© Amber Drea and New York Drinkie, 2011. Unauthorized use and/or duplication of images and text without express and written permission is strictly prohibited. Excerpts may be used, provided that clear credit is given to Amber Drea and New York Drinkie with links directing to the original content.

L.A. Drinkie: New York Drinkie samples cocktails in the City of Angels

21 Feb

A group of friends from San Francisco, New York City, Chicago and Dubai converged on Los Angeles last weekend for a few days of drunken debauchery. We started the fun at chef Mark Peel’s Tar Pit, which Leah suggested after seeing it on “Top Chef: Just Desserts.” The venue’s dark décor, sleek style and plush seating created a sophisticated ambience. The cocktail menu is divided into sub-sections like “More Tart Than Sweet” and “Crushed” (all cocktails are $12). From the former, I ordered the Twist on a Twist, made with Jamaican rum, Amaro CioCiaro, Luxardo Sangue Morlacco cherry liqueur, lime and bitters—which I’m guessing is a Italian take on the classic Daiquiri. From the latter, I opted for the refreshing Juniper Flats, comprising gin, Averna Amaro, guava, lime and Mexican cinnamon.

Barbara got the East Indies Fix, also from the “Crushed” category. The lush cocktail mixes Batavia arrack—a rum-like Indonesian spirit distilled from sugar cane—with maraschino liqueur, pineapple, lime, mint and Angostura bitters.

In addition to drinks, we shared a variety of small plates and desserts, including Pickled Deviled Eggs, Duck Confit Sliders, four-cheese Macaroni & Cheese and Guinness ice cream with fig compote. But the revelation—and probably the best thing I ate in L.A.—was the Fricassee of Gnocchi & Escargots, a delicate dish lightly doused in a garlic-parsley tomato sauce.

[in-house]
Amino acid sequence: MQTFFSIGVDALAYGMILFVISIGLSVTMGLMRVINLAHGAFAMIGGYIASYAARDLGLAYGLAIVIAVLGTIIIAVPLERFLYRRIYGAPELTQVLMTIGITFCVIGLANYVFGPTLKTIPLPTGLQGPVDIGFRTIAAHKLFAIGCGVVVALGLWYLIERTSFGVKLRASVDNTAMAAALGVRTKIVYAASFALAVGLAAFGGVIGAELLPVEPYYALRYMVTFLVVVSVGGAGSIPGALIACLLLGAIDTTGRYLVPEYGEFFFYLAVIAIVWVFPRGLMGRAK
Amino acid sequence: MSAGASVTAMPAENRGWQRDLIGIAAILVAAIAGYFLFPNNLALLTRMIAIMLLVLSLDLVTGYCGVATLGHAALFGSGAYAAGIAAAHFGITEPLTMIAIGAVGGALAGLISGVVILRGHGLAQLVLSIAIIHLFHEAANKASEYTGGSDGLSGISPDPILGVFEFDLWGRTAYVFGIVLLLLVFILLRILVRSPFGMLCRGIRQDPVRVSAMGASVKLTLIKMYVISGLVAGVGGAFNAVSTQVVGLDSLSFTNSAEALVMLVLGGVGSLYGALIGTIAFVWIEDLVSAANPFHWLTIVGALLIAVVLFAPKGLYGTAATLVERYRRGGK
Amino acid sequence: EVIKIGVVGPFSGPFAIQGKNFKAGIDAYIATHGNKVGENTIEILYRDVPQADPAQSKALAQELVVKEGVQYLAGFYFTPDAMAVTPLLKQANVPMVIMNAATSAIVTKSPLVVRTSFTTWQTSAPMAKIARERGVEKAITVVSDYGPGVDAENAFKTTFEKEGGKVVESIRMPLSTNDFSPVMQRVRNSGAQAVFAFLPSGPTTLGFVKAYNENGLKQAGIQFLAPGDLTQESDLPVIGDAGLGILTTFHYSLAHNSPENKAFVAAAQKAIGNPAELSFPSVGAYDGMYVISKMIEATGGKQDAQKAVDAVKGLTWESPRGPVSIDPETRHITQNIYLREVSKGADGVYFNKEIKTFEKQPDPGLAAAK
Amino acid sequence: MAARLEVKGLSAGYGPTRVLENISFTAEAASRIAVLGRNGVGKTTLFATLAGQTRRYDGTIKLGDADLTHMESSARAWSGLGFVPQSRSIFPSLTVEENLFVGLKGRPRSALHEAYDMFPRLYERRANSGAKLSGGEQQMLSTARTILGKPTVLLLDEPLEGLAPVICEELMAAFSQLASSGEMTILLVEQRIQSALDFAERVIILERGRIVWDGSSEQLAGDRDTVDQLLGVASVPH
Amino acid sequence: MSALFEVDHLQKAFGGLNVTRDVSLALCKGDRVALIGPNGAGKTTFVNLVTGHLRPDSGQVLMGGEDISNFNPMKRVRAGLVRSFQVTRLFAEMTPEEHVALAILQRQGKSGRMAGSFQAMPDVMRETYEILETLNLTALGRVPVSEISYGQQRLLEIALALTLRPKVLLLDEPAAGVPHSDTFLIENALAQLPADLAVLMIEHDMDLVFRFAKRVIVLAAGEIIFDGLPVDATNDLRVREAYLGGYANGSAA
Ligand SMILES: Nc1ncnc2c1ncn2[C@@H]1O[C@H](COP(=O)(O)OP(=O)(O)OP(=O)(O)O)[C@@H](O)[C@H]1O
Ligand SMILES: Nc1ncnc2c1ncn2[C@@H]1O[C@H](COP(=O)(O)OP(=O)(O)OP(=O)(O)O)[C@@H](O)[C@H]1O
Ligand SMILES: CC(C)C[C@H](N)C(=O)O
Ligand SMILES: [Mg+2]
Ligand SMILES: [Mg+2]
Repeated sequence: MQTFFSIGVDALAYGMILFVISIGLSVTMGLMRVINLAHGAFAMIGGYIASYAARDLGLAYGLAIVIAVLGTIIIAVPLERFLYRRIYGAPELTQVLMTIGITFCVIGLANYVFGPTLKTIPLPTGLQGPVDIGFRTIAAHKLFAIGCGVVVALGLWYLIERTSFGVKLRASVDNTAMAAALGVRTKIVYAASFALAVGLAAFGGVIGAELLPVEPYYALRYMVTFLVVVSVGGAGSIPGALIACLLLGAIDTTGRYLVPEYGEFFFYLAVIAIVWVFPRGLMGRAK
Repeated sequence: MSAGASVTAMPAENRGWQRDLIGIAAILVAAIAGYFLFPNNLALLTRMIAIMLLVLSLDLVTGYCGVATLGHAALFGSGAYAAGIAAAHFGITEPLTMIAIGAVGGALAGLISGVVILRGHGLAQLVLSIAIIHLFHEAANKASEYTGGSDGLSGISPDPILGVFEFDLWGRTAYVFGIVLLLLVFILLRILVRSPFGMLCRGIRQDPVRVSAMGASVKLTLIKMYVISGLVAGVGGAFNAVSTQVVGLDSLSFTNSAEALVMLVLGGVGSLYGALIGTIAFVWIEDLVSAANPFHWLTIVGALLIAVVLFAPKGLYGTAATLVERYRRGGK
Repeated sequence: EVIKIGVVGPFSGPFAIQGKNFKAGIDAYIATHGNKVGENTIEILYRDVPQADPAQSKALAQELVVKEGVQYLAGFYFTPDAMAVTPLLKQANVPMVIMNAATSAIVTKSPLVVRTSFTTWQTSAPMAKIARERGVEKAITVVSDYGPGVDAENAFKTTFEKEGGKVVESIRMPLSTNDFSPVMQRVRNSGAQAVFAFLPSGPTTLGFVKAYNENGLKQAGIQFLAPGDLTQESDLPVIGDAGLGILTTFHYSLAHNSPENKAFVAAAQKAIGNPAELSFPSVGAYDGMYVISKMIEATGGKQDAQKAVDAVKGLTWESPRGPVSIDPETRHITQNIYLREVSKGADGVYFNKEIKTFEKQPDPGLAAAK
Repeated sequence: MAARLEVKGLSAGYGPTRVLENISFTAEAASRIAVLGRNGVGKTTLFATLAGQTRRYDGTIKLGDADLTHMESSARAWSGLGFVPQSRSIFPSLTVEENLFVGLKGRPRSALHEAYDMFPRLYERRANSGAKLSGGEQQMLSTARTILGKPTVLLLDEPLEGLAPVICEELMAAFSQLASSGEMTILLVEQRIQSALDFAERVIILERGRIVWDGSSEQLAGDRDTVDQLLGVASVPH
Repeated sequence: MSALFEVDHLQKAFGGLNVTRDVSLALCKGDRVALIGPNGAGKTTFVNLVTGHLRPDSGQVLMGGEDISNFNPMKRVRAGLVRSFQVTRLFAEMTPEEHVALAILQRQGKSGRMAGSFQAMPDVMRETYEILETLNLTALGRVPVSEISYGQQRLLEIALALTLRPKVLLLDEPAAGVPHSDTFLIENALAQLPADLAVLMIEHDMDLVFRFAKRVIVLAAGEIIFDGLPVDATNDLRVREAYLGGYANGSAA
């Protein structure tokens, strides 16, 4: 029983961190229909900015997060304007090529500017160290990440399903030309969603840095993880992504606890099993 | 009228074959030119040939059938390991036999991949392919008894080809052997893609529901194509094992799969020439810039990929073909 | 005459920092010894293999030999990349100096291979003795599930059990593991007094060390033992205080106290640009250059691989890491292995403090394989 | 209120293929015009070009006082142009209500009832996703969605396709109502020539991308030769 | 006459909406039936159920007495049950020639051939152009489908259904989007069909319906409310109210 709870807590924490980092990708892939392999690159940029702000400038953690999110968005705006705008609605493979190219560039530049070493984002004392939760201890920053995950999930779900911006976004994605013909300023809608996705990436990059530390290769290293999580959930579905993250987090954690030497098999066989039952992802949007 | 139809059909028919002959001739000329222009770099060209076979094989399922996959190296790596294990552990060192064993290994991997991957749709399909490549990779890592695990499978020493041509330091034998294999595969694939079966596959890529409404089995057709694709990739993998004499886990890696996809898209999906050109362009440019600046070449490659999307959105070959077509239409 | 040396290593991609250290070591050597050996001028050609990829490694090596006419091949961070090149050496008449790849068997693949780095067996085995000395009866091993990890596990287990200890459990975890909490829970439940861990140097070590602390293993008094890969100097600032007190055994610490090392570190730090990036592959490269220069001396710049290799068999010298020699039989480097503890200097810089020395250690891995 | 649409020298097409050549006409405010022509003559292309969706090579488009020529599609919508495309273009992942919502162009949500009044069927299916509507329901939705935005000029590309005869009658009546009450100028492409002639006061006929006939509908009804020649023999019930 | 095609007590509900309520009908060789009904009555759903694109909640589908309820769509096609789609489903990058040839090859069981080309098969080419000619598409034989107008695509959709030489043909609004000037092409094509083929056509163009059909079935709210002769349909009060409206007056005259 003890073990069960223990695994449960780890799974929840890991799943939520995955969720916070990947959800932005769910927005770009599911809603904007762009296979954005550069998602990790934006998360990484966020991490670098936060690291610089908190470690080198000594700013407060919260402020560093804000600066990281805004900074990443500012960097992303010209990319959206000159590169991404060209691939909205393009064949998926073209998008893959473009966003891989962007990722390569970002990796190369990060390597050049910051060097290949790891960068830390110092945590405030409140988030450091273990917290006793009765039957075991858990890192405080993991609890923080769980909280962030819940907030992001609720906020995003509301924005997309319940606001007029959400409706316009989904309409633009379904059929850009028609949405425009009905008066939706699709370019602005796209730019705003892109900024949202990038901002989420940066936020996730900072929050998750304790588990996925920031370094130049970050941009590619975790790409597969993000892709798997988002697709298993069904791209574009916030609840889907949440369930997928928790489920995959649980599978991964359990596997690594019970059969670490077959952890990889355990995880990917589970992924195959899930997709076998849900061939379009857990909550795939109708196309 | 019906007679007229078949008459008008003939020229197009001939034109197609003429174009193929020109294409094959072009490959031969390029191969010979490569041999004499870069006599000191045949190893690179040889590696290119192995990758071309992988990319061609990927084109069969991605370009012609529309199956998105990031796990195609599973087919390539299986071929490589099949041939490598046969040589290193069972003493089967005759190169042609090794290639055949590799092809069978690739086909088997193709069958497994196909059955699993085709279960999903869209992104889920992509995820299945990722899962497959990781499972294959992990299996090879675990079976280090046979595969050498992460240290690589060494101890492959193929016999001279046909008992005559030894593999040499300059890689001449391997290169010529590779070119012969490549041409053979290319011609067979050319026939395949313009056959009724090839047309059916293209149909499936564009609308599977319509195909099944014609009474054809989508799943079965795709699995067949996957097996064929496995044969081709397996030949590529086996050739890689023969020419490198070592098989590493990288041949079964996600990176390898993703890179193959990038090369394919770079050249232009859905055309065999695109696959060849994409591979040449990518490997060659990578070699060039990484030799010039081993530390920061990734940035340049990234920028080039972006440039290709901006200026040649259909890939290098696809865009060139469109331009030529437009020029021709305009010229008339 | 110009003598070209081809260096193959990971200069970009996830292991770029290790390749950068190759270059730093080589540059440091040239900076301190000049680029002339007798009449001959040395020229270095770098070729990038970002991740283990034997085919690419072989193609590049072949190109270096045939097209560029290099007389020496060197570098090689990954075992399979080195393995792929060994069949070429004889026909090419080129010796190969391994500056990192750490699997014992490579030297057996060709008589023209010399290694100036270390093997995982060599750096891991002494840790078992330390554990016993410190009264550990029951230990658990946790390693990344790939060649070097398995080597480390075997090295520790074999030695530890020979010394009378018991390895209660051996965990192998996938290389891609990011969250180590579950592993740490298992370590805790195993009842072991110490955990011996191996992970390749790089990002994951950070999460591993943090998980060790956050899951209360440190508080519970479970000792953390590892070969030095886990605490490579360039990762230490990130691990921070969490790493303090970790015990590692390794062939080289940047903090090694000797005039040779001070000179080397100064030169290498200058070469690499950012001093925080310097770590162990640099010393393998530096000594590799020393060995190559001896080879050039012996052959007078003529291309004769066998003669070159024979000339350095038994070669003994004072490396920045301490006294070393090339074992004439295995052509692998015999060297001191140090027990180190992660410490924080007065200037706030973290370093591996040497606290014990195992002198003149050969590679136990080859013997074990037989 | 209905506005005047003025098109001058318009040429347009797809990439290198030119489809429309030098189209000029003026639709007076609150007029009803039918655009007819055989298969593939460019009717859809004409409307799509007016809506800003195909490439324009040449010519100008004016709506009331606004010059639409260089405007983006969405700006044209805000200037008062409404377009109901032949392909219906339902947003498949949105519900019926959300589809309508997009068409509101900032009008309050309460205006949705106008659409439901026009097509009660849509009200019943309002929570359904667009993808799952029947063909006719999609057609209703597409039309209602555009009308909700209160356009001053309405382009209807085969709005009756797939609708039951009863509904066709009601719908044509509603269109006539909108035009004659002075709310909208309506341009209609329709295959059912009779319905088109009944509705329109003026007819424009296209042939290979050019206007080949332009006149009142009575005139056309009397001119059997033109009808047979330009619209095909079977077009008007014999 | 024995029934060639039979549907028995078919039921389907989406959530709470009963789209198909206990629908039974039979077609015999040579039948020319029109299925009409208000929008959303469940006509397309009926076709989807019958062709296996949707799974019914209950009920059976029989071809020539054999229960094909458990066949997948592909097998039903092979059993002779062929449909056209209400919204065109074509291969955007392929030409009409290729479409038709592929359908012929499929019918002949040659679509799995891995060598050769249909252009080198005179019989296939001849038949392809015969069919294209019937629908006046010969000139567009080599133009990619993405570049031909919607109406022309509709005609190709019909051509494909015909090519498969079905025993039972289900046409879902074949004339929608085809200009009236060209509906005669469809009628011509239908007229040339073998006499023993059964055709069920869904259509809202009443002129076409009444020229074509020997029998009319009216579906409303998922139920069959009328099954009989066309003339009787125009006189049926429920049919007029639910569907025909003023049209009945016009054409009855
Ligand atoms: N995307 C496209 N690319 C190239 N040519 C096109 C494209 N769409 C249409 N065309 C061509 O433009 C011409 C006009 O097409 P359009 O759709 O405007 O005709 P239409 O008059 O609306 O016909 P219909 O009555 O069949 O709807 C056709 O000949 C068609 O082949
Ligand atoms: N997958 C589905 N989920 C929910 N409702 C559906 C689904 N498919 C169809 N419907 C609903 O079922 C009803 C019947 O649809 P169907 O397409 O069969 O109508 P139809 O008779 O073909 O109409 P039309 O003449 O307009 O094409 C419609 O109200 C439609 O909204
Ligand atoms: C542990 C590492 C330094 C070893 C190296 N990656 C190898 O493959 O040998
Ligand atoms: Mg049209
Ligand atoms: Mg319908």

The following night, we ate at Lucques, an eclectic restaurant from James Beard award-winning chef Suzanne Goin. We sat outside in the lovely, vine-covered patio area and enjoyed a decadent dinner, accompanied by wine, beer and drinks. I tried the two seasonal cocktails ($14), beginning with the Almond Grove, a milky blend of Tito’s Handmade Vodka, Grand Marnier, tangerine, blood orange and house-made orgeat syrup, resulting in a tasty tropical concoction.

Next I chose the spicy and tart Brazilian Sunset, mixing aged cachaça, Domaine de Canton ginger liqueur, kumquat, lemon and jalapeño. Beer-lover Dave ordered a flight of the three brews that Lucques offers on draft, which changes regularly. During our visit, the selection included two special brews from Craftsman Brewing Co. in Pasadena, California—Poppy Fields and 1903, a minty pre-Prohibition-style lager made with corn—as well as an amber ale called Red Seal from North Coast Brewing Co. in Fort Bragg, California.

For food, I ordered the flavorful Fried Squid Salad with sweet peppers, red curry vinaigrette, cilantro and Thai basil and the savory Slow-Roasted Lamb Sirloin with parsnip purée and balsamic-glazed Brussels sprouts. Needless to say, it was a deliciously satisfying meal.

After dinner, we headed downtown to Las Perlas Mezcal y Cerveza, a bar specializing in the Mexican agave-based distilled spirit and beer. The atmosphere was warm and welcoming, with a Caribbean vibe and a DJ playing old-school tunes like Bobby Brown’s “Every Little Step I Take.” An impromptu break dance battle even broke out near closing time. “Las Perlas” means “the rabbits,” so of course I opted for the signature 400 Rabbits cocktail ($12), comprising mezcal, muddled blackberries, Port wine syrup, egg white, agave nectar, lime juice and a float of Pinot Noir, topped with Angostura bitters and edible flowers. The rich and vibrant drink is served with a bubble tea straw to suck up all the fruit and ice.

General manager Raul Yrastorza recommended I try the Pablano Escobar ($12)—a play on the name of Columbia drug lord Pablo Escobar—made with mezcal, Royal Combier liqueur, Poblano pepper, pineapple, cumin, lime and agave nectar. The tart and tangy cocktail featured a healthy kick of heat, providing a perfect nightcap for an extravagant evening.

© Amber Drea and New York Drinkie, 2011. Unauthorized use and/or duplication of images and text without express and written permission is strictly prohibited. Excerpts may be used, provided that clear credit is given to Amber Drea and New York Drinkie with links directing to the original content.